Avigdor Liberman, the Israeli foreign minister, has had quite enough with leading a double life. Addressing students at the Interdisciplinary Center Herzliya on June 2, he threw a curveball: “I have had my fill of secret meetings. The Arab world needs to overcome the psychological barrier. When you meet with them in secret, they talk to you like peers, so you enjoy the conversation. Later on, when you meet them at international venues, suddenly they treat you like the enemy. So I want to make it harder on them. When I speak about diplomacy, its best form is when everything is on the table and out in the open, not in some secret agreements.”
For the first time, Liberman openly hinted at the elaborate web of contacts, encounters and secret relations Israel has fostered with large parts of the Arab world. By and large, these contacts take place with countries that have not even recognized Israel and have never missed an opportunity to smear it or bash its policy. These secret relations have thrived particularly over the last few years, having reached their all-time zenith. Naturally, the engine that drives this phenomenon forward is Iran and its aspirations for regional hegemony, as well as the Sunni-Shiite war that has been raging in the Middle East in the past few years.
Liberman’s statements are reminiscent of what former Mossad Director Meir Dagan once said: Israel is like a mistress, he observed. Everyone meets with her secretly, having a good time. However, no one is willing to be seen in public with her.
So Liberman chose an opportune moment, namely the day the new Palestinian government of technocrats, which also represents Hamas, was sworn in. The very same day when the United States announced that it would work with this government and judge it by its actions. The very same day, when the first stage in the scenario that I outlined in my previous article started materializing, namely that Israel might find itself in splendid isolation, pitted against the whole world.
What could be inferred from Liberman is that he, too, was holding ongoing contacts and ties with senior officials from the Arab world, not just with those whose countries maintain diplomatic ties with Israel, such as Egypt and Jordan. On the face of it, Liberman passes as someone who “devours Arabs.” A relentless extremist, he never misses out on an opportunity to arouse provocation. Yet, those who are intimately familiar with his conduct know that he is acquainted with the Arab world inside out. While dabbling in business, he never shunned meeting with senior Arab figures. In his political and diplomatic capacities as well, he held many contacts with Arab officials, and he still does.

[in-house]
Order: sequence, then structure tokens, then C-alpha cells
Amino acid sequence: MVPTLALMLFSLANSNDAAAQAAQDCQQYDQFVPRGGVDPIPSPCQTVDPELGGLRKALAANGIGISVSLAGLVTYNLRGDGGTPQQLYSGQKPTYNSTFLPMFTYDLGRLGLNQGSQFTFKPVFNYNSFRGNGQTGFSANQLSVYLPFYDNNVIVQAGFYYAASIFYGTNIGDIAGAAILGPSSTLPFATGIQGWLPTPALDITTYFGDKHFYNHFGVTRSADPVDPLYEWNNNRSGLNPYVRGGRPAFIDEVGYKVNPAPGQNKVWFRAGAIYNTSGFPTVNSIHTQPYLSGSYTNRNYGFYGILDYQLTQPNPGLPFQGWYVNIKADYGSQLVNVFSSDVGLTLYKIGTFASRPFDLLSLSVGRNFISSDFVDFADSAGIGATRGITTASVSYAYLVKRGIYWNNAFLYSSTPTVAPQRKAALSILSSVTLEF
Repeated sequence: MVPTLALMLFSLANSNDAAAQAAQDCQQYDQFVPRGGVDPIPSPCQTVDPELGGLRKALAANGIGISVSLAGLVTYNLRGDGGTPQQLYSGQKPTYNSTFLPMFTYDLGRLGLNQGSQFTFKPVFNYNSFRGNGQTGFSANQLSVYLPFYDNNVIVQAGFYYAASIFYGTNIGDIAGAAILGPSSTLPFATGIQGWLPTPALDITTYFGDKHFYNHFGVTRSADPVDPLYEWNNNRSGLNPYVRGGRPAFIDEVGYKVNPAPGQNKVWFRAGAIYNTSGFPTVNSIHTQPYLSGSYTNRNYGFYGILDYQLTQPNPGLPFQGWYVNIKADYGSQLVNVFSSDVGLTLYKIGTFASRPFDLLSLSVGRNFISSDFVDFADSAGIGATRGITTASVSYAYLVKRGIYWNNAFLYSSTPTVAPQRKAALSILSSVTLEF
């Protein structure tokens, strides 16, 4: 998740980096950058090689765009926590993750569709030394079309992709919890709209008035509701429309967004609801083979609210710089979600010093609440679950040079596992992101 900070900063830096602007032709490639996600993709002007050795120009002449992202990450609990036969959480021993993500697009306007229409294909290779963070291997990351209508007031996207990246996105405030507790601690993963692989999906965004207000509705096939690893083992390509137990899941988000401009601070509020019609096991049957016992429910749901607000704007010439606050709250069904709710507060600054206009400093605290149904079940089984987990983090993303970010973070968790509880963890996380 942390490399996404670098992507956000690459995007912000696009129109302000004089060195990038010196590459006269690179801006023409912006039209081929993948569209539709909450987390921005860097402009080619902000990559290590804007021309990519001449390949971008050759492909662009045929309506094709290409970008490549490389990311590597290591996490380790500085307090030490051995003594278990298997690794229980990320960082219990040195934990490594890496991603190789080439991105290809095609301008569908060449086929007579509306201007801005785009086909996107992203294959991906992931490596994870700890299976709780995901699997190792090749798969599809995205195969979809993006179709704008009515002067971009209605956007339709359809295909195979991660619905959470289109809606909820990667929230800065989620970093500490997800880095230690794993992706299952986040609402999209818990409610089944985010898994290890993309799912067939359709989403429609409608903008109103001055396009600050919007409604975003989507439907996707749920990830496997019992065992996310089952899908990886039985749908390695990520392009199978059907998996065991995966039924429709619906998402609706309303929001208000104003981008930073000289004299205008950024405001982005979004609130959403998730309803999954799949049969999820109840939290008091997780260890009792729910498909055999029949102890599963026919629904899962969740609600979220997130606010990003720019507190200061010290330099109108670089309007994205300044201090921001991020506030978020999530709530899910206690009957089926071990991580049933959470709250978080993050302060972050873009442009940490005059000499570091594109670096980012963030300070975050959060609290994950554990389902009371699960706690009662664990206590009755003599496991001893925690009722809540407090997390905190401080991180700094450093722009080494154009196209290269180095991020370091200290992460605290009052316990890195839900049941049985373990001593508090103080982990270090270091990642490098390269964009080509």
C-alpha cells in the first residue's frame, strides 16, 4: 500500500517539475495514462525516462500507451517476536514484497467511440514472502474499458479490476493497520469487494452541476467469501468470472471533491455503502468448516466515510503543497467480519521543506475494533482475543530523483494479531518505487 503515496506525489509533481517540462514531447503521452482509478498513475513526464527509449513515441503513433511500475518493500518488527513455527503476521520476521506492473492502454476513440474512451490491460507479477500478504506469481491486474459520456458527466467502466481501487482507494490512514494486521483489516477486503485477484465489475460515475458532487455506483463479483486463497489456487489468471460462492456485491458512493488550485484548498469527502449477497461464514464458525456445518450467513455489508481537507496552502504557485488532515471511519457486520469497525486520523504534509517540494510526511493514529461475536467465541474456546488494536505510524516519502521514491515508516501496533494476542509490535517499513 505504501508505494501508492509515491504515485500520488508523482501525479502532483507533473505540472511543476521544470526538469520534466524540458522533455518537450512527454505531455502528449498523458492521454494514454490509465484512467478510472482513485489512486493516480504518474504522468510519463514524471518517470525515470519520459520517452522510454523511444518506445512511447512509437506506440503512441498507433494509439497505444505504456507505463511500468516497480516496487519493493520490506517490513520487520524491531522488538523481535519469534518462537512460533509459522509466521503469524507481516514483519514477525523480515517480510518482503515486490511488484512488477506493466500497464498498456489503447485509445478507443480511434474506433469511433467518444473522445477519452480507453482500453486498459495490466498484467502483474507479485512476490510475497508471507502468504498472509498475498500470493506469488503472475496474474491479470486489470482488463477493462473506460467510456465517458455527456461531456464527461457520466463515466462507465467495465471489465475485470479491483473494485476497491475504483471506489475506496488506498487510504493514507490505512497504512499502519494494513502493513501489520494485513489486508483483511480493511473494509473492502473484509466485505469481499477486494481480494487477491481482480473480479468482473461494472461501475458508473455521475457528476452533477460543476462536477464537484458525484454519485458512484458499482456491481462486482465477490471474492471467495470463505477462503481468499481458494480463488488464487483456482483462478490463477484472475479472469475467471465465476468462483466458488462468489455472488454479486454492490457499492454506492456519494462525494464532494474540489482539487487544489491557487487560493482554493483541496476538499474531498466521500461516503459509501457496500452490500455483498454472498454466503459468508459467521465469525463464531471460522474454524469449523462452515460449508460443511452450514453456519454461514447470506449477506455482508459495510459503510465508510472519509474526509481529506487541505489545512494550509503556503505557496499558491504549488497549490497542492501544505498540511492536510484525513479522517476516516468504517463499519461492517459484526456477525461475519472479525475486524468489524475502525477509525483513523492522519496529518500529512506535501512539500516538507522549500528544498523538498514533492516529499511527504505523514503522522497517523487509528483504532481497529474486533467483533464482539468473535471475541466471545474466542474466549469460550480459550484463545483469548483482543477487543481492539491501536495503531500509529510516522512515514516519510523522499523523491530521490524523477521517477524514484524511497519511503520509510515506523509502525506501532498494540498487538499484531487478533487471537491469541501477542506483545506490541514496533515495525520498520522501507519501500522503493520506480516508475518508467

Israel’s intelligence agencies have always maintained professional contacts with their Arab counterpart organizations. Quite a few attempted assassinations and coups d’etat in the Arab world were scuttled thanks to early warnings provided by the Western intelligence agencies to relevant bodies. What is so special about this current era is that these contacts go well beyond meetings just between secret intelligence officials. They include quite a few meetings with high-ranking political figures. In fact, Israel has fostered a sort of a pact with the moderate Sunni countries, the common vested interest being a very simple one: Iran. Consisting of elaborate meetings, including between state leaders, this pact also involves exchange of information between intelligence services, but above all it relates to the heavy and unremitting pressure that Saudi Arabia and other Gulf states have been applying on the United States. Israel — still deemed as the one with the best connections in Washington — is said to be the “facilitator” of this pact.